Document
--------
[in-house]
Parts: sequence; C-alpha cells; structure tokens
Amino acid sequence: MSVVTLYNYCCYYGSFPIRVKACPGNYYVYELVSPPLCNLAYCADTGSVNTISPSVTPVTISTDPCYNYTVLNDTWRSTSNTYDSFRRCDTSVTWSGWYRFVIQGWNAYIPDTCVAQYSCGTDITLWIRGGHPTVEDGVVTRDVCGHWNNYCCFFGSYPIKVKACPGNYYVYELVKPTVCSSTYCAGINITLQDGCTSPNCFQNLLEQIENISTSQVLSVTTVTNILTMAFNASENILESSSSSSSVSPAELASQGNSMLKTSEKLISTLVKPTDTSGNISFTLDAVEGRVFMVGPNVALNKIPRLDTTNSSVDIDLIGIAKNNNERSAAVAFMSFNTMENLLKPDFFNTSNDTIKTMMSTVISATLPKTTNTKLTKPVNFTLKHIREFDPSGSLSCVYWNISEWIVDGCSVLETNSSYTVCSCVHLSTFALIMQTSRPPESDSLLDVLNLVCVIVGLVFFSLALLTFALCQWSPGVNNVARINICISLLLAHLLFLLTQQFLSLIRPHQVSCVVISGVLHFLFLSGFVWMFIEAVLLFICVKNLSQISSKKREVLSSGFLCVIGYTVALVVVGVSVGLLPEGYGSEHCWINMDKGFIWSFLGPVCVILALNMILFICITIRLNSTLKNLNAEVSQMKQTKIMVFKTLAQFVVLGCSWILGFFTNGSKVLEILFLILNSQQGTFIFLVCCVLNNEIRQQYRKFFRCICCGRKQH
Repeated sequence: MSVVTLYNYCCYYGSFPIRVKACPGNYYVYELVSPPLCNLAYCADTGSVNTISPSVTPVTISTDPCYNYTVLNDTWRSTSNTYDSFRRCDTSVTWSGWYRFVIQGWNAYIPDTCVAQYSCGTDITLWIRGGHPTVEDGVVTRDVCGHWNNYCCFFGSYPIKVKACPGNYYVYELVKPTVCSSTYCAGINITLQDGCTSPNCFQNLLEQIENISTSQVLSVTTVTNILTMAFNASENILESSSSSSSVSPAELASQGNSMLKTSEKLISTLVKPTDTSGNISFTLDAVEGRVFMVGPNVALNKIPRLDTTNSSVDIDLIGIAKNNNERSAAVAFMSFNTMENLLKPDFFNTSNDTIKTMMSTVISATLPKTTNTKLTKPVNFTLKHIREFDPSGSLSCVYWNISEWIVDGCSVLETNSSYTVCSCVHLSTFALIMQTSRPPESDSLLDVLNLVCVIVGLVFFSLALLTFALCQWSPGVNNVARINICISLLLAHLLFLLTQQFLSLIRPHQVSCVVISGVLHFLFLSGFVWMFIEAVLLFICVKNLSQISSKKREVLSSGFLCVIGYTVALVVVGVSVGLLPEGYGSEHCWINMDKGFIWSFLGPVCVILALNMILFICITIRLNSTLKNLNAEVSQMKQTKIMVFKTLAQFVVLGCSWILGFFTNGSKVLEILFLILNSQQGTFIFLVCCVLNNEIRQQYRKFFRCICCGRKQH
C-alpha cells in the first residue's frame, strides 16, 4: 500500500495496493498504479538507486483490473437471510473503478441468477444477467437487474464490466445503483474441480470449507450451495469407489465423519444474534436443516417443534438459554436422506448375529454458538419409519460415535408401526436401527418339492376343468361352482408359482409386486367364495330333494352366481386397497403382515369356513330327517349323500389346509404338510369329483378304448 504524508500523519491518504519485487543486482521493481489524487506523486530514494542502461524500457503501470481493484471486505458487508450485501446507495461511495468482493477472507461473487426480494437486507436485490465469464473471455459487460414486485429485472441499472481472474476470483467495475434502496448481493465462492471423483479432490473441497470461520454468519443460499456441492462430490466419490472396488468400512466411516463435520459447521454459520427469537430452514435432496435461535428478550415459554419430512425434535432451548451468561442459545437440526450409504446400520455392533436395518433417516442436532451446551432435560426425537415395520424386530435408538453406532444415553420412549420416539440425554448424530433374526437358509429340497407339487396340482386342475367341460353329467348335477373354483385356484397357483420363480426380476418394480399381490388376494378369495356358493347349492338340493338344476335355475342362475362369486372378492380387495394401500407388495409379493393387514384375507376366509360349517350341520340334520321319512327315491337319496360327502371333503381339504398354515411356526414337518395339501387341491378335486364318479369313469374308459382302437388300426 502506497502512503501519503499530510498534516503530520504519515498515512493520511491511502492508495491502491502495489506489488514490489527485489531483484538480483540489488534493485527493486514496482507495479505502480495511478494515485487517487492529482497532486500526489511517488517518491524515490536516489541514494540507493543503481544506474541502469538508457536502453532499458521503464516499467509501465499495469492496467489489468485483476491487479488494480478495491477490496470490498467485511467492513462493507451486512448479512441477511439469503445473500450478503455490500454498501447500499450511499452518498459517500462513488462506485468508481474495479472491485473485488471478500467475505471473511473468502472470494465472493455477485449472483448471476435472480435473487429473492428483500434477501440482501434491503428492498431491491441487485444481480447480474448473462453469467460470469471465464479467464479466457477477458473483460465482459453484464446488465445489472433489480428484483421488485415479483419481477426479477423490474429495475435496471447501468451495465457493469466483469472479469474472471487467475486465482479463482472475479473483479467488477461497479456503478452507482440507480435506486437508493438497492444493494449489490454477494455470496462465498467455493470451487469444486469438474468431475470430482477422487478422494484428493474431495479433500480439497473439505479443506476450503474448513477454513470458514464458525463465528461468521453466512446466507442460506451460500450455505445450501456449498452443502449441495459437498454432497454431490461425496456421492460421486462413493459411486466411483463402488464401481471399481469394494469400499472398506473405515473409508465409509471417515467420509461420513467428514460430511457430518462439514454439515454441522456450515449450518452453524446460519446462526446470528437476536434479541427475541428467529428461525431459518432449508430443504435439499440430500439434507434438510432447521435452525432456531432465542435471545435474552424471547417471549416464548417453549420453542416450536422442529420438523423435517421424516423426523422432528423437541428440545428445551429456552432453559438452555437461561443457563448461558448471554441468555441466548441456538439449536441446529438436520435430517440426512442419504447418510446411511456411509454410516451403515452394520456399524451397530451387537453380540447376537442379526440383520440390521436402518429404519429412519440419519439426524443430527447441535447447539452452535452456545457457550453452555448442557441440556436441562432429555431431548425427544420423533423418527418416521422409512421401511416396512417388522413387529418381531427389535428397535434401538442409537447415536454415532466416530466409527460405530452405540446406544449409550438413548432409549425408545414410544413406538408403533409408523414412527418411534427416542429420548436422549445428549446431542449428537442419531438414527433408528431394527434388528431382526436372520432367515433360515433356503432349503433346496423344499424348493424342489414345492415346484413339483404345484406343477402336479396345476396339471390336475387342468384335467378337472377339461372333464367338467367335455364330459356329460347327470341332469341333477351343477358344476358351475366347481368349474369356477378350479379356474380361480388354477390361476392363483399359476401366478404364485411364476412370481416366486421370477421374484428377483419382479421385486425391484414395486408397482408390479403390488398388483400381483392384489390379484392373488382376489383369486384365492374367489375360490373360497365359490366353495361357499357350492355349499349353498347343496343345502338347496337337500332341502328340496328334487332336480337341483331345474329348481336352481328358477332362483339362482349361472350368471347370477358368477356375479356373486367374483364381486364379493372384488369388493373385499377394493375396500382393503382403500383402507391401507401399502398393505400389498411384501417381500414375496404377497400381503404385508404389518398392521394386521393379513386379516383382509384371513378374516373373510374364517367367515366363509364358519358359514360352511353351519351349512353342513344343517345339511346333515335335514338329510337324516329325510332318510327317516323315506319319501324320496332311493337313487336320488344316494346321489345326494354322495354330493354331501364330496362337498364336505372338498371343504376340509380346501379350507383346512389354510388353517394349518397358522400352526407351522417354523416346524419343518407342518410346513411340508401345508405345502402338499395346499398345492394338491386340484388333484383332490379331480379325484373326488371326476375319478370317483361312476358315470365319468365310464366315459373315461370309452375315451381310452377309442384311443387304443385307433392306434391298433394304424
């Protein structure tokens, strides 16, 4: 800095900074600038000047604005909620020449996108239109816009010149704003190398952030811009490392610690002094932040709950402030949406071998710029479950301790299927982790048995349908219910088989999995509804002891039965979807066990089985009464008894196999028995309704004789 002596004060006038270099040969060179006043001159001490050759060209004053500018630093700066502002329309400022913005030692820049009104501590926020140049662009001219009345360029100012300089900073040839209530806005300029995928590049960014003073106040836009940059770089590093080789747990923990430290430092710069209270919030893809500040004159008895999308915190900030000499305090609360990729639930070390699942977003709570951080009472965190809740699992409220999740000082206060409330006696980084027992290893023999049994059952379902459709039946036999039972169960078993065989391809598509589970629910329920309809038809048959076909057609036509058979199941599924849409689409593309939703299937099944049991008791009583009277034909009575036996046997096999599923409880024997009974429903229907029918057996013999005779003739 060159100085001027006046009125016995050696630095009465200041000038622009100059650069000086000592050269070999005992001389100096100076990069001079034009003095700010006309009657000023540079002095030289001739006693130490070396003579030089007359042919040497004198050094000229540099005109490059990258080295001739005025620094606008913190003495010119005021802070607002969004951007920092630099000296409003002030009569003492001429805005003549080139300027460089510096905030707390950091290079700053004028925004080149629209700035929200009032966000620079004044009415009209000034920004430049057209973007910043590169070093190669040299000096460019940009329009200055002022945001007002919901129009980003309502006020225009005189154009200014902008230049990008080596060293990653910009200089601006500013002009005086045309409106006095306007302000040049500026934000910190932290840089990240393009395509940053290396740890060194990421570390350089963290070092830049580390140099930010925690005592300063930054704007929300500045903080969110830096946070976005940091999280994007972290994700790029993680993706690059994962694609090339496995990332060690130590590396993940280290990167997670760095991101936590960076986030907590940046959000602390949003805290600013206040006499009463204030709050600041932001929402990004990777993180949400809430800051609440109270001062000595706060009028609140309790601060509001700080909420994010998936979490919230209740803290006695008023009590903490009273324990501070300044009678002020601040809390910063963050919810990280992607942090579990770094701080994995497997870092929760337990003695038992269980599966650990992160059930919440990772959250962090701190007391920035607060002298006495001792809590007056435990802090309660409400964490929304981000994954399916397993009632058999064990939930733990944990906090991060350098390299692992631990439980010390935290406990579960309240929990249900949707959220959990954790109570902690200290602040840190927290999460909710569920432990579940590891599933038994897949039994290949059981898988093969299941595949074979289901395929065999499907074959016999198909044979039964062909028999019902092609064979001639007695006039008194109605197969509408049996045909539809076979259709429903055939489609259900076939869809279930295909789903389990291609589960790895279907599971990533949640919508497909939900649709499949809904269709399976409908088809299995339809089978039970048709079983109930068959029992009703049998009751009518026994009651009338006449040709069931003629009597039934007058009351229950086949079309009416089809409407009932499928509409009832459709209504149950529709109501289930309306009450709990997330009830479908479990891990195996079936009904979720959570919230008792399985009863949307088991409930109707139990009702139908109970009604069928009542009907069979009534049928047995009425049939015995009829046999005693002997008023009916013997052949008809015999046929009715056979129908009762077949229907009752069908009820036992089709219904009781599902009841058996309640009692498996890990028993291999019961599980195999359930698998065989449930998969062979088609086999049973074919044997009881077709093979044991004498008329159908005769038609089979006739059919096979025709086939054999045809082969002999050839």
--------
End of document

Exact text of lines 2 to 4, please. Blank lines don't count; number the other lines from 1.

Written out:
Parts: sequence; C-alpha cells; structure tokens
Amino acid sequence: MSVVTLYNYCCYYGSFPIRVKACPGNYYVYELVSPPLCNLAYCADTGSVNTISPSVTPVTISTDPCYNYTVLNDTWRSTSNTYDSFRRCDTSVTWSGWYRFVIQGWNAYIPDTCVAQYSCGTDITLWIRGGHPTVEDGVVTRDVCGHWNNYCCFFGSYPIKVKACPGNYYVYELVKPTVCSSTYCAGINITLQDGCTSPNCFQNLLEQIENISTSQVLSVTTVTNILTMAFNASENILESSSSSSSVSPAELASQGNSMLKTSEKLISTLVKPTDTSGNISFTLDAVEGRVFMVGPNVALNKIPRLDTTNSSVDIDLIGIAKNNNERSAAVAFMSFNTMENLLKPDFFNTSNDTIKTMMSTVISATLPKTTNTKLTKPVNFTLKHIREFDPSGSLSCVYWNISEWIVDGCSVLETNSSYTVCSCVHLSTFALIMQTSRPPESDSLLDVLNLVCVIVGLVFFSLALLTFALCQWSPGVNNVARINICISLLLAHLLFLLTQQFLSLIRPHQVSCVVISGVLHFLFLSGFVWMFIEAVLLFICVKNLSQISSKKREVLSSGFLCVIGYTVALVVVGVSVGLLPEGYGSEHCWINMDKGFIWSFLGPVCVILALNMILFICITIRLNSTLKNLNAEVSQMKQTKIMVFKTLAQFVVLGCSWILGFFTNGSKVLEILFLILNSQQGTFIFLVCCVLNNEIRQQYRKFFRCICCGRKQH
Repeated sequence: MSVVTLYNYCCYYGSFPIRVKACPGNYYVYELVSPPLCNLAYCADTGSVNTISPSVTPVTISTDPCYNYTVLNDTWRSTSNTYDSFRRCDTSVTWSGWYRFVIQGWNAYIPDTCVAQYSCGTDITLWIRGGHPTVEDGVVTRDVCGHWNNYCCFFGSYPIKVKACPGNYYVYELVKPTVCSSTYCAGINITLQDGCTSPNCFQNLLEQIENISTSQVLSVTTVTNILTMAFNASENILESSSSSSSVSPAELASQGNSMLKTSEKLISTLVKPTDTSGNISFTLDAVEGRVFMVGPNVALNKIPRLDTTNSSVDIDLIGIAKNNNERSAAVAFMSFNTMENLLKPDFFNTSNDTIKTMMSTVISATLPKTTNTKLTKPVNFTLKHIREFDPSGSLSCVYWNISEWIVDGCSVLETNSSYTVCSCVHLSTFALIMQTSRPPESDSLLDVLNLVCVIVGLVFFSLALLTFALCQWSPGVNNVARINICISLLLAHLLFLLTQQFLSLIRPHQVSCVVISGVLHFLFLSGFVWMFIEAVLLFICVKNLSQISSKKREVLSSGFLCVIGYTVALVVVGVSVGLLPEGYGSEHCWINMDKGFIWSFLGPVCVILALNMILFICITIRLNSTLKNLNAEVSQMKQTKIMVFKTLAQFVVLGCSWILGFFTNGSKVLEILFLILNSQQGTFIFLVCCVLNNEIRQQYRKFFRCICCGRKQH